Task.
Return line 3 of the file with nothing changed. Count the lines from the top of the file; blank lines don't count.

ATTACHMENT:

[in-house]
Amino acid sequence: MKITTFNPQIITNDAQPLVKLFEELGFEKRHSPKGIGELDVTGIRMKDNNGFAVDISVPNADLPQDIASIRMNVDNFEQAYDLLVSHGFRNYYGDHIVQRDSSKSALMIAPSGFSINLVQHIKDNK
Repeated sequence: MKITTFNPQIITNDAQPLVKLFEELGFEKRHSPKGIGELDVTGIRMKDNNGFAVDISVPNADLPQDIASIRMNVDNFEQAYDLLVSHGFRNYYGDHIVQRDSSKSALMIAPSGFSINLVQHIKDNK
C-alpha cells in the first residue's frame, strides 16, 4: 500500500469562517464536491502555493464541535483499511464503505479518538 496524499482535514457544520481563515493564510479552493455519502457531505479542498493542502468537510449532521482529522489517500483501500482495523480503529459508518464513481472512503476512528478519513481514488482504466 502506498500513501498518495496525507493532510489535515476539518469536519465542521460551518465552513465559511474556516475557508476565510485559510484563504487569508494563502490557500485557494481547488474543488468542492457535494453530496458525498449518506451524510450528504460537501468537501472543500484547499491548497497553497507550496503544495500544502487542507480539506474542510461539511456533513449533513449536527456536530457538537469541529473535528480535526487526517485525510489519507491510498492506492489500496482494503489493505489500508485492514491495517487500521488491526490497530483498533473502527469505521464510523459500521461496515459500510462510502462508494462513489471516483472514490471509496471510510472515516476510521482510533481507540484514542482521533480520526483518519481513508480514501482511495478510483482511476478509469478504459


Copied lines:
Repeated sequence: MKITTFNPQIITNDAQPLVKLFEELGFEKRHSPKGIGELDVTGIRMKDNNGFAVDISVPNADLPQDIASIRMNVDNFEQAYDLLVSHGFRNYYGDHIVQRDSSKSALMIAPSGFSINLVQHIKDNK